Another opportunity and something which Rich considers a personal goal is to get the most out of social from a business perspective. “It is ever evolving and presents a huge opportunity for brands to both gain awareness and engage their audience at a significantly lower cost than some traditional advertising mediums. The potential is massive.” 
We have covered the evolution of marketing but what about the role of a marketing leader? How is that changing? “The real difference is between large corporates and smaller SMEs and Start-Ups. Many small businesses are now investing more heavily in marketing, recognising that is an essential part of any forward-thinking enterprise. The real difference is that if you are bought into a large corporate you will work largely within a particular part function of marketing. If you are hired as a Digital or CRM manager you will work on that aspect of marketing. In smaller firms, marketing managers will often be expected to do a bit of everything. This does afford wider influence over a marketing programme and many prefer this.”


Unprecedented technological advancements coupled with rapidly evolving consumer and employee needs, call for a major revision of the concept of leadership. So how can managers prepare themselves to be leaders of the future? “I’ve never had formal training or mentoring” Rich tells me “but I certainly look at my managers and take a great deal from them – anyone in a position of influence can potentially teach you something about leadership. I do think that it is important for the individual to work out what works well for them. Some people, like me, benefit from observing others and applying what does or does not work well, while others will benefit more from seminars or formal leadership training.”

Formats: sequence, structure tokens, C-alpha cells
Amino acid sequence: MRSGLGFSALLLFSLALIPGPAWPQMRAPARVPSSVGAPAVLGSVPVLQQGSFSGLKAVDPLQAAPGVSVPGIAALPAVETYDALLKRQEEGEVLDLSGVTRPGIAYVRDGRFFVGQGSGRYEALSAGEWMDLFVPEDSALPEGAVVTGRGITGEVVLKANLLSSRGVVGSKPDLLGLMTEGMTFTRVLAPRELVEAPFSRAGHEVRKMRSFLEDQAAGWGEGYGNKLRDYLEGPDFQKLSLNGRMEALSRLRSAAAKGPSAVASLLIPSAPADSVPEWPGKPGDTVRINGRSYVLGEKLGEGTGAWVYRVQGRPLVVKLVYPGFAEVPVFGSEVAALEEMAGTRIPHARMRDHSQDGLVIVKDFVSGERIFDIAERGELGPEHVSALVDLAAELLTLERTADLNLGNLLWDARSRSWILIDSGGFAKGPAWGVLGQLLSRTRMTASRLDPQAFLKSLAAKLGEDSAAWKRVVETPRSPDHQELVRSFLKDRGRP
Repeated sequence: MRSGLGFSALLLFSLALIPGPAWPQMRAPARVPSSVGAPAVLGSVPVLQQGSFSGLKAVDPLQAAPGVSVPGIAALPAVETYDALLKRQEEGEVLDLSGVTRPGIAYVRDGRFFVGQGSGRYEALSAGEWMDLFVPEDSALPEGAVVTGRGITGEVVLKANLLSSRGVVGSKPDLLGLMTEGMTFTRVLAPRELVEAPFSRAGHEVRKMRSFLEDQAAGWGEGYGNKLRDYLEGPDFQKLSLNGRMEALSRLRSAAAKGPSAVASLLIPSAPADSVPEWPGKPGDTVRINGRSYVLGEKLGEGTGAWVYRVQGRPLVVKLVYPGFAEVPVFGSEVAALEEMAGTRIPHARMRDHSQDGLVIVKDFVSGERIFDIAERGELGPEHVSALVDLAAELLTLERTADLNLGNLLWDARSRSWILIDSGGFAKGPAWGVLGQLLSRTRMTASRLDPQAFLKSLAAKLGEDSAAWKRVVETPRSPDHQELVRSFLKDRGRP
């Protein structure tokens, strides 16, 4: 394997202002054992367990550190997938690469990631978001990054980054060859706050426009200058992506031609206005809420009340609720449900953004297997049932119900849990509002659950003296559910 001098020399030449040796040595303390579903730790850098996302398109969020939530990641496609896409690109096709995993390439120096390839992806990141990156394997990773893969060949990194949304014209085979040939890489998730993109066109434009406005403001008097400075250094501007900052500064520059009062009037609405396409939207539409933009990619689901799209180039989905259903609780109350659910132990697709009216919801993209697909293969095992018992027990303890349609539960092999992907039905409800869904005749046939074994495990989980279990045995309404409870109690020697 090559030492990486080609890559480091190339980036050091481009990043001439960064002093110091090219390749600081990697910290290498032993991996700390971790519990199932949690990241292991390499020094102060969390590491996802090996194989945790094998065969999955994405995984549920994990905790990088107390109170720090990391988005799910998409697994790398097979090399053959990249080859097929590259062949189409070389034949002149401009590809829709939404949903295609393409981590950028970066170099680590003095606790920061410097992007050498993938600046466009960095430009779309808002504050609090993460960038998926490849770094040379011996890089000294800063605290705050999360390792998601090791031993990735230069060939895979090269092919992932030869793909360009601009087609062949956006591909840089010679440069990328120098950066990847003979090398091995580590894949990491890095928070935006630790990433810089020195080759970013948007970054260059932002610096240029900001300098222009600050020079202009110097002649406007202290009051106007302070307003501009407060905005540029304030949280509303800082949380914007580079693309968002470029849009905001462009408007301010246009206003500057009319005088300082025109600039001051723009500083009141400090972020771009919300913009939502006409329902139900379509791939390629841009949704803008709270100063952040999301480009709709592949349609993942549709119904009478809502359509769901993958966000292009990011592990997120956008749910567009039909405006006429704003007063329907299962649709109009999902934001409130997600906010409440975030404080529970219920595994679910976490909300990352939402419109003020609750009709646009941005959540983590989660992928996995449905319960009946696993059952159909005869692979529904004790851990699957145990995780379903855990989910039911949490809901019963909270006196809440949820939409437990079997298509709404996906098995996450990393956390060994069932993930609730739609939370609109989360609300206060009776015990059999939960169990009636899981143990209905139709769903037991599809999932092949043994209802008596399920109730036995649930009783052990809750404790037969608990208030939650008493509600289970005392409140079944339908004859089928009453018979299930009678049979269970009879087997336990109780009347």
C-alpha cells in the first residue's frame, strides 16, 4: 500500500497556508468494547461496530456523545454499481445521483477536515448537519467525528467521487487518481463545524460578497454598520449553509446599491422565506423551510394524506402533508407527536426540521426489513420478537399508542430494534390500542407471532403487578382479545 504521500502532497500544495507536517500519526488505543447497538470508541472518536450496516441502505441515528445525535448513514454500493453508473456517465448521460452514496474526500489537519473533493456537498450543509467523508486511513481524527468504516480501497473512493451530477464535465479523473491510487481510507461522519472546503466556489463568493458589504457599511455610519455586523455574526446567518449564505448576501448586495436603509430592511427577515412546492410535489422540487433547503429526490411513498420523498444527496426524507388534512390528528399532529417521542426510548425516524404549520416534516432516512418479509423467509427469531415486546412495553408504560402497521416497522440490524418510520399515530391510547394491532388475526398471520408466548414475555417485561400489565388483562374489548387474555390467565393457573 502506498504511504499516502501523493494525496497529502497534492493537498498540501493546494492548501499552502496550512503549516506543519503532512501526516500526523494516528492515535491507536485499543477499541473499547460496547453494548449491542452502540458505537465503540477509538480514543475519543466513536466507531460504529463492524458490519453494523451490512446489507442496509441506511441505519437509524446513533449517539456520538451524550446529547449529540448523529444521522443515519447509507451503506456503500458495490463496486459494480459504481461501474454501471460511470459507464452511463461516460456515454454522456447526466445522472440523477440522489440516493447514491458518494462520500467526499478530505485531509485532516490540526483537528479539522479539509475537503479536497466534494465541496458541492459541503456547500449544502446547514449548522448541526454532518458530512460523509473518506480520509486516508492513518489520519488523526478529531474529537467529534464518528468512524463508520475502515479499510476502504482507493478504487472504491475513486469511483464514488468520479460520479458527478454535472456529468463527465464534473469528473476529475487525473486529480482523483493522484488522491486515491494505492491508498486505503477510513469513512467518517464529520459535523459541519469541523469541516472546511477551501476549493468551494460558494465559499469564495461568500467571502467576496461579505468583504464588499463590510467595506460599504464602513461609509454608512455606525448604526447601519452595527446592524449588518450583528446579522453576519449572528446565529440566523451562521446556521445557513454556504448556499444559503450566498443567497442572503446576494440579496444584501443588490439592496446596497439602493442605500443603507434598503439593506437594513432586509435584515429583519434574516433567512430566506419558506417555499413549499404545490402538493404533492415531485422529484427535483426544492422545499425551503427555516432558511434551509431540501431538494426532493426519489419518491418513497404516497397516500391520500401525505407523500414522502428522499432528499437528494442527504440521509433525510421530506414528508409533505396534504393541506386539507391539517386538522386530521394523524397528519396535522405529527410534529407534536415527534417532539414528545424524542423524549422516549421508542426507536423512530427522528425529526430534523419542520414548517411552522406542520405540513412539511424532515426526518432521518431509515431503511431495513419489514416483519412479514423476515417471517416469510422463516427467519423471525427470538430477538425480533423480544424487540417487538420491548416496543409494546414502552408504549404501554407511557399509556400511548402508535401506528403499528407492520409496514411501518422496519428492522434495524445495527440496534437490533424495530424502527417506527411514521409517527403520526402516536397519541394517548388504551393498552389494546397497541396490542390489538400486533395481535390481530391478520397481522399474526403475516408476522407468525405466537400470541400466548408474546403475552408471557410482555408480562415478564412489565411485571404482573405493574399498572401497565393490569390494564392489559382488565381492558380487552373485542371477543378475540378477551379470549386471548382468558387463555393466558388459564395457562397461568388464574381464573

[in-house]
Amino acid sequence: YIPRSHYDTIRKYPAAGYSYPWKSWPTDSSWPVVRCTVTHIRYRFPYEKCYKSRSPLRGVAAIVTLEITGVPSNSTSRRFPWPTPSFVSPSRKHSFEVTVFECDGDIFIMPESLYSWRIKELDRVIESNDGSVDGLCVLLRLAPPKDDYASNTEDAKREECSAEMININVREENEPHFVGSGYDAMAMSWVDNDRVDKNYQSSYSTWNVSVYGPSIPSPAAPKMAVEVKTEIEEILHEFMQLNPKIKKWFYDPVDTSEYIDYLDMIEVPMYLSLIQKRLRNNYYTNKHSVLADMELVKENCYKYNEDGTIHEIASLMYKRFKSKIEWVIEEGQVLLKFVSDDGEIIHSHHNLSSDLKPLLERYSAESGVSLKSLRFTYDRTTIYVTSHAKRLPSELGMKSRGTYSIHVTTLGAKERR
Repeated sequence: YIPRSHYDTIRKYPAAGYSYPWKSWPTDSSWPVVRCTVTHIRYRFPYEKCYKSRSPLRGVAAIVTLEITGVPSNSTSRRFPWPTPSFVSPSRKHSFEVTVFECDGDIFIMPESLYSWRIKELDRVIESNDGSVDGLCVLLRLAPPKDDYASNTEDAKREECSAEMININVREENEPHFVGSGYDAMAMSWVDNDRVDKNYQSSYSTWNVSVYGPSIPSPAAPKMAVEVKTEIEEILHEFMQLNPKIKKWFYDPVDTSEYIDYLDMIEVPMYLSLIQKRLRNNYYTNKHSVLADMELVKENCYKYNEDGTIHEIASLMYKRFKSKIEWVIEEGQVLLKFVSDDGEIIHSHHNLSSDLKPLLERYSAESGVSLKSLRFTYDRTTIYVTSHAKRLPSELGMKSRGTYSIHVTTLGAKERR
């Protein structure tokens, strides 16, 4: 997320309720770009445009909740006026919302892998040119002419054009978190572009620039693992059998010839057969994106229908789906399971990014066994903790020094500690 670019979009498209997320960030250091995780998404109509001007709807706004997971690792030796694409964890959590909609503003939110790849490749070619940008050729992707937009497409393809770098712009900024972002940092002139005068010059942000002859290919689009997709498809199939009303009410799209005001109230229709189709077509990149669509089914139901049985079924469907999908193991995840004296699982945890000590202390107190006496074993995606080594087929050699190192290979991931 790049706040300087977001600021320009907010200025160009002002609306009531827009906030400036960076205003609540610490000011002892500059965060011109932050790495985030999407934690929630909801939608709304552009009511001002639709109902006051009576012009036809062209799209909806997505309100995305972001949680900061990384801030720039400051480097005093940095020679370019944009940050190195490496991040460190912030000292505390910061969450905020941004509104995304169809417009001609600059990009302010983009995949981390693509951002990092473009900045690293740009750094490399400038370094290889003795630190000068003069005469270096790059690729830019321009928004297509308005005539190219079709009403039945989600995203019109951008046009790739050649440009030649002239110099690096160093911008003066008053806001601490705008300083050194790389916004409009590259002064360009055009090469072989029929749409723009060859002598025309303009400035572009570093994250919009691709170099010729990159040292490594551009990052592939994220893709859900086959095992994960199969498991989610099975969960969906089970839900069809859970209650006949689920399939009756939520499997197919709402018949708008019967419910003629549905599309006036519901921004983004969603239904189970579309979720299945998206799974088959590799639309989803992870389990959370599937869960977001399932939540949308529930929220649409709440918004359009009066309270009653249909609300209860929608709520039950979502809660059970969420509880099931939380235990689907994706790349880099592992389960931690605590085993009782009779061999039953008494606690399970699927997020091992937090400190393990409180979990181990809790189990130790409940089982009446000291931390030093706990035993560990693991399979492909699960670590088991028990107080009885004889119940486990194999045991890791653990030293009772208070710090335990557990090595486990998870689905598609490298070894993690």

PageGroup recently released a report on the Future of Leadership which concludes that ‘with technology bringing a rapid and unprecedented rate of disruption, honing the ability to take risks, adapt to change and foresee implications for customers and employees alike will be critical to becoming a successful leader.
As a final point, I asked Rich if there were any misconceptions he would like to dispel about marketing. “It’s not all fluffy work! There is a great deal of hard graft that goes into campaigns and it often takes a long time before the creative work is seen by the end user.”
Rich was speaking with Andrew Carr, Manager at Michael Page Digital
Andrew Carr
T: 0121 634 6947